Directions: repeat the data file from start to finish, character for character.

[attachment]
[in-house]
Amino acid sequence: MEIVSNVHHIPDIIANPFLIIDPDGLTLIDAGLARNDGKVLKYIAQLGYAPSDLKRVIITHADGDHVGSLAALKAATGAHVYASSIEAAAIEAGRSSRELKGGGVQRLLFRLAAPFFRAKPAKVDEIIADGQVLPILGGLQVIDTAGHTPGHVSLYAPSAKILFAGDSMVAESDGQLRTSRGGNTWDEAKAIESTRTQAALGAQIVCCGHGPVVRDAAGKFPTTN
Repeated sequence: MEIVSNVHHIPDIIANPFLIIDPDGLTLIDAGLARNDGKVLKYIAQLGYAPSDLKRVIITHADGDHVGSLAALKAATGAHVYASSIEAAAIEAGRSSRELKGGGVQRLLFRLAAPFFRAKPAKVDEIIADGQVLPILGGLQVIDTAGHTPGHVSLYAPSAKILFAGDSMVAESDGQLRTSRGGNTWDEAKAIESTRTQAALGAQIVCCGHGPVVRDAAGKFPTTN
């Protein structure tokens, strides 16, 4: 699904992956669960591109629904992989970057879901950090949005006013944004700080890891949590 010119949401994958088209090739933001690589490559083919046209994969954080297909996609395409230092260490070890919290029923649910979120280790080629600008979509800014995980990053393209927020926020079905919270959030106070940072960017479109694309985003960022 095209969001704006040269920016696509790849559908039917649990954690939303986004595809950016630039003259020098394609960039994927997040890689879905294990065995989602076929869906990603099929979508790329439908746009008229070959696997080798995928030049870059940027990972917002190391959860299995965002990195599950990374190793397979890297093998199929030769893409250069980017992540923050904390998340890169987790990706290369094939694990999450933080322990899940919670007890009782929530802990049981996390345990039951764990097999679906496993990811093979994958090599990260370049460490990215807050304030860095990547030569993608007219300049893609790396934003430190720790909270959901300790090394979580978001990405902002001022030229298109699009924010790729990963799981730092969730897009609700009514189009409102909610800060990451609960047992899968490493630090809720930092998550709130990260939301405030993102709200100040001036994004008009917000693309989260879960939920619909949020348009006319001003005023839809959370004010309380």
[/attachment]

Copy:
[in-house]
Amino acid sequence: MEIVSNVHHIPDIIANPFLIIDPDGLTLIDAGLARNDGKVLKYIAQLGYAPSDLKRVIITHADGDHVGSLAALKAATGAHVYASSIEAAAIEAGRSSRELKGGGVQRLLFRLAAPFFRAKPAKVDEIIADGQVLPILGGLQVIDTAGHTPGHVSLYAPSAKILFAGDSMVAESDGQLRTSRGGNTWDEAKAIESTRTQAALGAQIVCCGHGPVVRDAAGKFPTTN
Repeated sequence: MEIVSNVHHIPDIIANPFLIIDPDGLTLIDAGLARNDGKVLKYIAQLGYAPSDLKRVIITHADGDHVGSLAALKAATGAHVYASSIEAAAIEAGRSSRELKGGGVQRLLFRLAAPFFRAKPAKVDEIIADGQVLPILGGLQVIDTAGHTPGHVSLYAPSAKILFAGDSMVAESDGQLRTSRGGNTWDEAKAIESTRTQAALGAQIVCCGHGPVVRDAAGKFPTTN
């Protein structure tokens, strides 16, 4: 699904992956669960591109629904992989970057879901950090949005006013944004700080890891949590 010119949401994958088209090739933001690589490559083919046209994969954080297909996609395409230092260490070890919290029923649910979120280790080629600008979509800014995980990053393209927020926020079905919270959030106070940072960017479109694309985003960022 095209969001704006040269920016696509790849559908039917649990954690939303986004595809950016630039003259020098394609960039994927997040890689879905294990065995989602076929869906990603099929979508790329439908746009008229070959696997080798995928030049870059940027990972917002190391959860299995965002990195599950990374190793397979890297093998199929030769893409250069980017992540923050904390998340890169987790990706290369094939694990999450933080322990899940919670007890009782929530802990049981996390345990039951764990097999679906496993990811093979994958090599990260370049460490990215807050304030860095990547030569993608007219300049893609790396934003430190720790909270959901300790090394979580978001990405902002001022030229298109699009924010790729990963799981730092969730897009609700009514189009409102909610800060990451609960047992899968490493630090809720930092998550709130990260939301405030993102709200100040001036994004008009917000693309989260879960939920619909949020348009006319001003005023839809959370004010309380």